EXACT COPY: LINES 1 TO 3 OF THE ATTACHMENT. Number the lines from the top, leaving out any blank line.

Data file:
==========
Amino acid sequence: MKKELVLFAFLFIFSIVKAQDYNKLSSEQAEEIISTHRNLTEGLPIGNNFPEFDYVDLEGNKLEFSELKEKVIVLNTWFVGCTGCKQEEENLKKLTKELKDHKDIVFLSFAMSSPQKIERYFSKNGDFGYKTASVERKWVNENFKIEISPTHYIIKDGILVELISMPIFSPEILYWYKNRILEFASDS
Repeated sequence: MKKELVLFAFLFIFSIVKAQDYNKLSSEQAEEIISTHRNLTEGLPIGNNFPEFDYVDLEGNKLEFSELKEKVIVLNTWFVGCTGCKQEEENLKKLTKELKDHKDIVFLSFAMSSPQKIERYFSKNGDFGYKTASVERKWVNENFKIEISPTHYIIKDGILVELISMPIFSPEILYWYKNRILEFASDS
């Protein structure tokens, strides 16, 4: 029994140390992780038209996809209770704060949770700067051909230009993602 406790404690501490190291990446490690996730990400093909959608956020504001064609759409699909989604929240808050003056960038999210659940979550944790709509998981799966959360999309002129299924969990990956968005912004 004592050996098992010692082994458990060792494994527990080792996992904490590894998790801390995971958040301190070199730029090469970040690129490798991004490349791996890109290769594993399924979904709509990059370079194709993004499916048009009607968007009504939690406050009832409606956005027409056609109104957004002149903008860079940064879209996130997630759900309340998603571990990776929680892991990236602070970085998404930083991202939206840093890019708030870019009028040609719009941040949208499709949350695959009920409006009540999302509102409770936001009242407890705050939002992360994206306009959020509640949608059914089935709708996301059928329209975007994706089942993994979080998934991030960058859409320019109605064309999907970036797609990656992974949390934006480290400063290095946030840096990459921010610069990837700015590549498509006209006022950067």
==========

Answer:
Amino acid sequence: MKKELVLFAFLFIFSIVKAQDYNKLSSEQAEEIISTHRNLTEGLPIGNNFPEFDYVDLEGNKLEFSELKEKVIVLNTWFVGCTGCKQEEENLKKLTKELKDHKDIVFLSFAMSSPQKIERYFSKNGDFGYKTASVERKWVNENFKIEISPTHYIIKDGILVELISMPIFSPEILYWYKNRILEFASDS
Repeated sequence: MKKELVLFAFLFIFSIVKAQDYNKLSSEQAEEIISTHRNLTEGLPIGNNFPEFDYVDLEGNKLEFSELKEKVIVLNTWFVGCTGCKQEEENLKKLTKELKDHKDIVFLSFAMSSPQKIERYFSKNGDFGYKTASVERKWVNENFKIEISPTHYIIKDGILVELISMPIFSPEILYWYKNRILEFASDS
């Protein structure tokens, strides 16, 4: 029994140390992780038209996809209770704060949770700067051909230009993602 406790404690501490190291990446490690996730990400093909959608956020504001064609759409699909989604929240808050003056960038999210659940979550944790709509998981799966959360999309002129299924969990990956968005912004 004592050996098992010692082994458990060792494994527990080792996992904490590894998790801390995971958040301190070199730029090469970040690129490798991004490349791996890109290769594993399924979904709509990059370079194709993004499916048009009607968007009504939690406050009832409606956005027409056609109104957004002149903008860079940064879209996130997630759900309340998603571990990776929680892991990236602070970085998404930083991202939206840093890019708030870019009028040609719009941040949208499709949350695959009920409006009540999302509102409770936001009242407890705050939002992360994206306009959020509640949608059914089935709708996301059928329209975007994706089942993994979080998934991030960058859409320019109605064309999907970036797609990656992974949390934006480290400063290095946030840096990459921010610069990837700015590549498509006209006022950067």